Law Office of John S. Palmer Attorney at Law

(425) 455-5513

Small Estate Affidavit Procedure

Posted Saturday, June 26, 2010 by John S. Palmer

If a decedent’s probate assets are $100,000 or less, consisting only of tangible or intangible personal property (i.e., no real estate), the property may be transferred by affidavit. Under this procedure, any person owing money to the decedent, or having possession of his or her personal property, may pay the funds or deliver the property to a person entitled to the property under the decedent’s Will or, if there is no Will, under the laws of intestate succession, upon receipt of proof of the decedent’s death and an affidavit stating:

A person holding property of the decedent is discharged of any liability for delivering the property to the claimant to the same extent as if such person had dealt with an Executor of the decedent’s estate, unless the person had actual knowledge that any statement in the claimant’s affidavit was false.

If more than one affidavit is presented, the property holder may deliver the property to the claimant who first presents him or her with the required affidavit, or may ask a court to determine what to do. If the property holder refuses to deliver the property when presented with a proper claim, the claimant may obtain a court order compelling delivery of the property.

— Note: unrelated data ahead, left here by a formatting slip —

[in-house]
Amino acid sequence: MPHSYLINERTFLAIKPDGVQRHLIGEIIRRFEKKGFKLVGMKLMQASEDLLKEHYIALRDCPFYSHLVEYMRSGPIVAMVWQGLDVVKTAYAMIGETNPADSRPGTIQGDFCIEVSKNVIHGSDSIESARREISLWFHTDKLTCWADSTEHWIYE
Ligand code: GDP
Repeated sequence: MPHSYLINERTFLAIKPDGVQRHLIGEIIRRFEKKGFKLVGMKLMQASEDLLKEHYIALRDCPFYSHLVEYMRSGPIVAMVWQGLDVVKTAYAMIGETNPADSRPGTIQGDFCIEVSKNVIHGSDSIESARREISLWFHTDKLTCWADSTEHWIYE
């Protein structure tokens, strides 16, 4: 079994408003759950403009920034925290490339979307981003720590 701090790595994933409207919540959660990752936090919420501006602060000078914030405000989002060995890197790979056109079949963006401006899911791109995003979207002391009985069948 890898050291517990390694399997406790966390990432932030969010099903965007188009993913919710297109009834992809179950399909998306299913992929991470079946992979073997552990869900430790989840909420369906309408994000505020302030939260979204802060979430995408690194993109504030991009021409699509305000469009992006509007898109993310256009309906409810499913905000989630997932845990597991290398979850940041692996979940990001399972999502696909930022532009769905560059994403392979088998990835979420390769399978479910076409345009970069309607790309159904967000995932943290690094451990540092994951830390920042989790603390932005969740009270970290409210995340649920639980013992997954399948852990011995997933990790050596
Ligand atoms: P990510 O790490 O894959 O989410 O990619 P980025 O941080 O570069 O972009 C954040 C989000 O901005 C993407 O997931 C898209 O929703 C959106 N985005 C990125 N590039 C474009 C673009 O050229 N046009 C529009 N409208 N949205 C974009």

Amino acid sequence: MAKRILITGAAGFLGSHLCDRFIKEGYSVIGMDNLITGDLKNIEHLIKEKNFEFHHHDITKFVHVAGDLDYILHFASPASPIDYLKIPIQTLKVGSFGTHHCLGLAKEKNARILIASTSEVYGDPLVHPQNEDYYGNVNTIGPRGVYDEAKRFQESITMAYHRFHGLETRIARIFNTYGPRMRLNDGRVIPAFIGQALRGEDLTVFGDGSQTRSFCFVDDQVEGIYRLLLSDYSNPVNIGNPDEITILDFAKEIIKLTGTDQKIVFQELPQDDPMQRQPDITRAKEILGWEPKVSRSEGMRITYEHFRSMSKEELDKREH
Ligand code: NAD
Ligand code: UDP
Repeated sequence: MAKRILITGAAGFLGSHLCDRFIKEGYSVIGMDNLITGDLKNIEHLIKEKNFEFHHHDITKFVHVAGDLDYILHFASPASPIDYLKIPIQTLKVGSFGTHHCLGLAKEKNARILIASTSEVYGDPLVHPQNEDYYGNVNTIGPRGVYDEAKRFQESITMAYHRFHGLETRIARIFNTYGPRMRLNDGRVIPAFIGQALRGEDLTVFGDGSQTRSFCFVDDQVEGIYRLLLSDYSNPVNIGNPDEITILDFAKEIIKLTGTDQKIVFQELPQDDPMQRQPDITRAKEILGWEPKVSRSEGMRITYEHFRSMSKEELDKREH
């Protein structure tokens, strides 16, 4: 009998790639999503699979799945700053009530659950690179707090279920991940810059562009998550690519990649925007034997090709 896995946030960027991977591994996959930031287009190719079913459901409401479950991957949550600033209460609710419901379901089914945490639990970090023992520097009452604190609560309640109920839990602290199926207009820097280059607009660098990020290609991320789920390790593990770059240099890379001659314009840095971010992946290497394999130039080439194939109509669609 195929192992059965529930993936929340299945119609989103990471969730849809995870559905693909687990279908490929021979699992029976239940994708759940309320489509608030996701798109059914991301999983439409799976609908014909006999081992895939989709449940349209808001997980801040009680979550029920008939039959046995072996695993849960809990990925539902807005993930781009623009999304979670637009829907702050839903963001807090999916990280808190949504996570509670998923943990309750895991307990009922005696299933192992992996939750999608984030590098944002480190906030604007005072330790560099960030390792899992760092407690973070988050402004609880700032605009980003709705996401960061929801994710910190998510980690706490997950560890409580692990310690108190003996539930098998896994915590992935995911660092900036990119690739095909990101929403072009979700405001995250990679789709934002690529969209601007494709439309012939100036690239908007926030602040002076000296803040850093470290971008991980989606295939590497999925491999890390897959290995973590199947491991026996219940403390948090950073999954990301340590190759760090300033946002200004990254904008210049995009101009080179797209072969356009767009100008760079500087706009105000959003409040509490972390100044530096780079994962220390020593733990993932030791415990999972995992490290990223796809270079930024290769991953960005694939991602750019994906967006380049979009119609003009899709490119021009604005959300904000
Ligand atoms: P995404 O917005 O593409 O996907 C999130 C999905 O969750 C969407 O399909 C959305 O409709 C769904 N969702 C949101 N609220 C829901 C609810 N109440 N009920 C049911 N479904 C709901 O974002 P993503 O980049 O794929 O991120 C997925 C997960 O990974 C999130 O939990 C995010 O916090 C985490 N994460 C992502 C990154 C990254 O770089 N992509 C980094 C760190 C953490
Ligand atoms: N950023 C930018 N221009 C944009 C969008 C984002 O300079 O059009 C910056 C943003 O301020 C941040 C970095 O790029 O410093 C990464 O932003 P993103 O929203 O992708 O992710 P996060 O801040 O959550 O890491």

This procedure may be used to transfer bank accounts, securities, and other tangible or intangible personal property, provided the total value of the decedent’s probate estate is under the $100,000 limit. Nonprobate assets and a spouse’s share of community property assets do not count toward this limit; therefore this procedure may be useful in cases where most of a decedent’s property (and all real estate, if any) were passed on by nonprobate transfers.

This small estate affidavit procedure may be used even if the decedent had a Will, but the original Will must still be filed with the court by the person having custody or control of the Will within 30 days of learning of the decedent’s death. Failure to do so can render the person with custody or control of the Will liable for any damages suffered by others due to his or her failure to act.

If you have any questions or would like to schedule an appointment, please call us at (425) 455-5513, toll free at (877) 455-5513, or

Local: (425) 455-5513
Toll Free: (877) 455-5513
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Law Office of John S. Palmer11911 NE 1st St, Ste. B204,Bellevue, WA 98005-3056